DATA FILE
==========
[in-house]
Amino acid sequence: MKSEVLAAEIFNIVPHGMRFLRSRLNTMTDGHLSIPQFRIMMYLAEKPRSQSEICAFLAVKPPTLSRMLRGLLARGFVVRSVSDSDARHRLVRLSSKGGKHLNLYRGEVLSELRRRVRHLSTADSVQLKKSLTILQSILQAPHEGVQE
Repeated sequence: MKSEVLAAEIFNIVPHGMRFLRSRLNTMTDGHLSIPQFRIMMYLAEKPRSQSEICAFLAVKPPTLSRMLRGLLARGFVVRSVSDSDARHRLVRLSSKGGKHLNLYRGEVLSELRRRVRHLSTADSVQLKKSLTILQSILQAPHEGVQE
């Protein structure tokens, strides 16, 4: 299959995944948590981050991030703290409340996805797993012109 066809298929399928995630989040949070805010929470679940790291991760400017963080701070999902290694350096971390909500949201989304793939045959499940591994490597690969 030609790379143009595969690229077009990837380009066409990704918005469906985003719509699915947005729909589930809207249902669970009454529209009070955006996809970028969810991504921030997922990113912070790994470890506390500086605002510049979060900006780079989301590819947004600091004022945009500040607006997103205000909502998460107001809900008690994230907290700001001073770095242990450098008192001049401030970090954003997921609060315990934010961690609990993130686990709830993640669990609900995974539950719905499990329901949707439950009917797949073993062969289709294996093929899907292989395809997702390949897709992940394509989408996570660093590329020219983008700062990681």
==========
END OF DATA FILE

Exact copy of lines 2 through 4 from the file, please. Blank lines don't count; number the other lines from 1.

Amino acid sequence: MKSEVLAAEIFNIVPHGMRFLRSRLNTMTDGHLSIPQFRIMMYLAEKPRSQSEICAFLAVKPPTLSRMLRGLLARGFVVRSVSDSDARHRLVRLSSKGGKHLNLYRGEVLSELRRRVRHLSTADSVQLKKSLTILQSILQAPHEGVQE
Repeated sequence: MKSEVLAAEIFNIVPHGMRFLRSRLNTMTDGHLSIPQFRIMMYLAEKPRSQSEICAFLAVKPPTLSRMLRGLLARGFVVRSVSDSDARHRLVRLSSKGGKHLNLYRGEVLSELRRRVRHLSTADSVQLKKSLTILQSILQAPHEGVQE
């Protein structure tokens, strides 16, 4: 299959995944948590981050991030703290409340996805797993012109 066809298929399928995630989040949070805010929470679940790291991760400017963080701070999902290694350096971390909500949201989304793939045959499940591994490597690969 030609790379143009595969690229077009990837380009066409990704918005469906985003719509699915947005729909589930809207249902669970009454529209009070955006996809970028969810991504921030997922990113912070790994470890506390500086605002510049979060900006780079989301590819947004600091004022945009500040607006997103205000909502998460107001809900008690994230907290700001001073770095242990450098008192001049401030970090954003997921609060315990934010961690609990993130686990709830993640669990609900995974539950719905499990329901949707439950009917797949073993062969289709294996093929899907292989395809997702390949897709992940394509989408996570660093590329020219983008700062990681």